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Friday Talking Points [87] -- A Tale Of Two Houses

[ Posted Friday, July 24th, 2009 – 17:33 PDT ]

Before I begin with the serious stuff, I'd like to indulge in a little gratuitous media-bashing first. If that sort of thing isn't your cup of tea, just skip to the next section now. You have been warned.

A few weeks ago, because of firing Dan Froomkin and selling access to their reporters and in general for their op-ed priorities, I wrote that the Washington Post had reduced itself, in terms of being a trustworthy outlet for news, to a cartoon (Tom Toles' editorial cartoons, to be exact -- about the only thing left worth reading on their op-ed pages). But now it's looking like this is a deeper trend than just one seriously annoyed blogger. Because, with Walter Cronkite's passing, the title of "most trusted newsman in America" now passes to... Jon Stewart? The glaring problem with this is that Jon Stewart is not a journalist! He's a comedian. He readily admits that what he does is "fake news." And yet, even with this admission, he is trusted more than the big three network news anchors to deliver facts to America. That is a sad, sad, state of affairs, people.

Nothing against Jon Stewart, of course. His brand of political satire can be hilarious at times, and such satire on television is just as important as cartoons are on the newspaper op-ed pages. So I do not belittle what Stewart does, or what he has accomplished. But there's a reason why the Time magazine poll shows (with a handy map) that Stewart beat (or, in two cases, tied) Katie Couric, Brian Williams, and Charlie Gibson in thirty-eight states in this country on who America's most trusted newscaster is. Because the quality of not just the anchors, but network news in general, is so incredibly low that a comedian gets more respect from the public in more than three-quarters of the United States.

In support of this argument, I offer up Exhibit A -- Chuck Todd. Now, I probably could have randomly chosen just about any other network reporter or anchor and made the same point, just in case you think I'm singling Todd out here. I offer him up not as the worst example, but as a representative example, in other words. I used to have a lot more respect for Todd back during the campaign when he was the "polls and numbers" guy for NBC. He stood in front of the cool computerized maps of the electoral numbers by state back then. But since, he has been promoted to Chief White House Correspondent for NBC. Meaning his beat is the White House now. Which also means he is the guy in the audience who gets to ask a question for the National Broadcasting Company during presidential press conferences, such as the one we had Wednesday night.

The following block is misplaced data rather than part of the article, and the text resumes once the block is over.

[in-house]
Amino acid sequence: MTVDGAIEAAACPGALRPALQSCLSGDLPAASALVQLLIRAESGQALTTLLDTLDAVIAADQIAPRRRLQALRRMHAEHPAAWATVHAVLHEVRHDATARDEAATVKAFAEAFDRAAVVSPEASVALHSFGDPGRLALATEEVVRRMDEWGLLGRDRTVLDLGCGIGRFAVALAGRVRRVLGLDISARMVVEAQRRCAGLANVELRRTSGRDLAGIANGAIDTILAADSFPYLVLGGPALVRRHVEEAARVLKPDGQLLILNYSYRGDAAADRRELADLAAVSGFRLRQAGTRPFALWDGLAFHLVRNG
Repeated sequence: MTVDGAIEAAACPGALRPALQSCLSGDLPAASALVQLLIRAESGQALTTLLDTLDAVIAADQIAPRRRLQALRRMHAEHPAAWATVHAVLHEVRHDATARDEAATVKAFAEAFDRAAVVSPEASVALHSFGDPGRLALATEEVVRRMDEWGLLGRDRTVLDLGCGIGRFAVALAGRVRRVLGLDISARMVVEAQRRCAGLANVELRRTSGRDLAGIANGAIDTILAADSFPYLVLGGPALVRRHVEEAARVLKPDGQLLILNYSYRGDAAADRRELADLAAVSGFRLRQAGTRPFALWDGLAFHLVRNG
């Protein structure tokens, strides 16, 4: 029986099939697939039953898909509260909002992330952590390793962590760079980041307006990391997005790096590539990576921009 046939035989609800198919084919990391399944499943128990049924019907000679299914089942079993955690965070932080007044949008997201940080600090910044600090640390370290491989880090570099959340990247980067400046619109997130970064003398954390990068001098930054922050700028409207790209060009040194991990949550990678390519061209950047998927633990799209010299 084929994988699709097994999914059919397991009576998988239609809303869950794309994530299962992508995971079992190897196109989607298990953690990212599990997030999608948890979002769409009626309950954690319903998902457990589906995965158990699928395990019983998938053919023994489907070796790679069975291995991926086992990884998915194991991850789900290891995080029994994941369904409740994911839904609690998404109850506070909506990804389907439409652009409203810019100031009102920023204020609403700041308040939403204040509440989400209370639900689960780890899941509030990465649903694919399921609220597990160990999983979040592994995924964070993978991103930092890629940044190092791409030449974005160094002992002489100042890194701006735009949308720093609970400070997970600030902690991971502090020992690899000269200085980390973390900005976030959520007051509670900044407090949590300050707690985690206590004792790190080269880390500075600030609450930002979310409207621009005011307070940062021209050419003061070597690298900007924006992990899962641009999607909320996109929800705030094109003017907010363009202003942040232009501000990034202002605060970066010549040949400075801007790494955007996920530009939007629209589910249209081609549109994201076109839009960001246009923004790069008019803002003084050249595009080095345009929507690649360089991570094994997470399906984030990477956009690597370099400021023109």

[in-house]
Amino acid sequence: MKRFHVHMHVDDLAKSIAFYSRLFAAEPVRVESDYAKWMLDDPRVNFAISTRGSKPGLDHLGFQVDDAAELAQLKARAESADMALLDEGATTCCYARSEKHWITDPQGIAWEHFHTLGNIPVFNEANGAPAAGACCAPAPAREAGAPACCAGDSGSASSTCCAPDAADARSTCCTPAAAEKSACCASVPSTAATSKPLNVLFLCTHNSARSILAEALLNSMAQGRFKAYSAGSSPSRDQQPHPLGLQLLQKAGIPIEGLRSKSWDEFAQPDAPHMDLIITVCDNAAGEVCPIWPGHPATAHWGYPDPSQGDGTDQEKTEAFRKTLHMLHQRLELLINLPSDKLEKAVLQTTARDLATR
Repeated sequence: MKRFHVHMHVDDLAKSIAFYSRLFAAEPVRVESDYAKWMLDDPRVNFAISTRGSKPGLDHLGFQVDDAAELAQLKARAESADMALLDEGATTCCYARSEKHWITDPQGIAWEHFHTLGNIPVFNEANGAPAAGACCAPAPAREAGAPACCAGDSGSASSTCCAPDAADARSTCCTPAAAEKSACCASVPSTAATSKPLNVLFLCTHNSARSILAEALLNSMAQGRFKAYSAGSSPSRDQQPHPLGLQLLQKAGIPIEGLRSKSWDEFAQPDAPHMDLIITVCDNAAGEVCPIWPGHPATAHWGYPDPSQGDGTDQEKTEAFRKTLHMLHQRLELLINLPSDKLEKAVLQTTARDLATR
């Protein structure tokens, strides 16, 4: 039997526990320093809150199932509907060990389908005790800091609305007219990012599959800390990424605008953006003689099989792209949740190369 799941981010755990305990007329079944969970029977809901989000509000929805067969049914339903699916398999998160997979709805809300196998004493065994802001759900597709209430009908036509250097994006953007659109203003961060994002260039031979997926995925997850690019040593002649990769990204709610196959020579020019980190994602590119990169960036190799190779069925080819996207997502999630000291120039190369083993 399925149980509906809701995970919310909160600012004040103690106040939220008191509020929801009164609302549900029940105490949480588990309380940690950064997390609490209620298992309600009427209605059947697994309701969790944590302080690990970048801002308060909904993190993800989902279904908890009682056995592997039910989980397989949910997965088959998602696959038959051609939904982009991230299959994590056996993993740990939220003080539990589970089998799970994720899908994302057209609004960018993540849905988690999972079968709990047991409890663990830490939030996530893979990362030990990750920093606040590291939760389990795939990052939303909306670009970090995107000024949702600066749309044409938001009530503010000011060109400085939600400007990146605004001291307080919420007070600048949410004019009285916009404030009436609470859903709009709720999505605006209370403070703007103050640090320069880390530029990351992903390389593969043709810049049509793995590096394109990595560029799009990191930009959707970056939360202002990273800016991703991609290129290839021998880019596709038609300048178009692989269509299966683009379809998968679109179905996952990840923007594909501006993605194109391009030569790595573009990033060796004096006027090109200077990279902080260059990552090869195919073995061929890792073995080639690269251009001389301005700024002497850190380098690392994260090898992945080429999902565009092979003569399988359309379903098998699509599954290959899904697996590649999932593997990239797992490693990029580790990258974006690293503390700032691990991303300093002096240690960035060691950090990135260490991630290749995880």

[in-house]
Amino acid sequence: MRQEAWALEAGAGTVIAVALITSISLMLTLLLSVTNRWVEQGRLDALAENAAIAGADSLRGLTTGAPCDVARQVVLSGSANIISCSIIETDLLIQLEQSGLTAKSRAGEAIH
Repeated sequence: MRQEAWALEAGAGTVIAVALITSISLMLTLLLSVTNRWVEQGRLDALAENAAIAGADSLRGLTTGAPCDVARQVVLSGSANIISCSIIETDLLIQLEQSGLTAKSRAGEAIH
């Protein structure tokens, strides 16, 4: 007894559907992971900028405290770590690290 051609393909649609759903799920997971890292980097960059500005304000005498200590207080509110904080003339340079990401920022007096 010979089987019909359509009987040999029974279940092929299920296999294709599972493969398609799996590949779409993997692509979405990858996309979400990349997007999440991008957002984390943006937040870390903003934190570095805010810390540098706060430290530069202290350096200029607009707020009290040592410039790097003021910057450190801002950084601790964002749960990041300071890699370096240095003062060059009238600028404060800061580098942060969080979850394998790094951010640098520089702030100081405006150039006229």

A big part of Chuck's job definition -- what NBC assumably pays him a lot of money for, in other words -- is to competently ask questions to the President of the United States. Now, to be fair, sometimes such questions can be hasty and ad hoc, when asked on the run. But this is a formal press conference, where Todd has had days and days to formulate a question, endless hours in which to practice saying his question in front of a mirror (so he'd get it right on national television) and -- importantly -- he knows he will be called on (unlike a lot of the people in that room).

Here is Chuck Todd's question for President Obama, which I personally transcribed from the audio. [To be polite, interjections such as "um" have been removed (as is usually done when presenting the spoken word as written text), and non-standard elisions such as "gonna" have been changed to "going to" -- both standard editing practice. But I have not edited his words beyond that.] This is what he gets paid the big bucks for:

Thank you, sir. We're just talking in that question about... about reducing health care inflation, reducing cost. Can you explain how you're going to expand coverage... is it fair to say... is this bill going to cover all 47 million Americans that are uninsured, or is this going to be something... is it going to take a mandate... or is this something that isn't... your bill is probably not going to get it all the way there, and if it's not going to get all the way there, can you say how far is enough... you know... "OK, 20 million more, I can sign that, 10 million more, I can't"?

Now, how many Americans think that, if given the same exact chance -- and knowing he would be called upon -- Jon Stewart couldn't have asked the exact same question a little bit better?

But maybe that's a cheap shot. It's a stylistic thing, after all. Maybe Chuck Todd was just nervous. Trustworthiness is based upon more than style, after all. It's about getting the facts straight, and telling the American public what they are. Here are Brian Williams and Chuck Todd chatting, after the presser finished. Notice that BriWi starts out with an introduction which pats television journalism on the back, NBC on the back, and reminds everyone once again of the incredibly high opinion television journalists have of themselves (which, as the Time poll so painfully shows, is just not warranted).

BRIAN WILLIAMS:   Chuck Todd, our man in the arena, in the front row, first of the television correspondents called out. Chuck, what stood out to you?

CHUCK TODD:   I would say there's [sic] two headlines. If you're following the health care debate because you're wondering about the future of health care, you heard him [Obama] promise 97 percent coverage, and you heard him promise that only if you make a million dollars are you going to get taxed, that that's how this thing is going to get paid for, and I think that those were details that hadn't been clear before tonight. I think if you're following the politics of this debate, you learned that the August deadline is very flexible, as he sort of started to... use language that said, "I want a bill that's right, and I won't necessarily sign a bill just because it gets to my desk very quickly," so, he's showing flexibility on that... timeline... but... and we did learn about who's going to pay for this thing.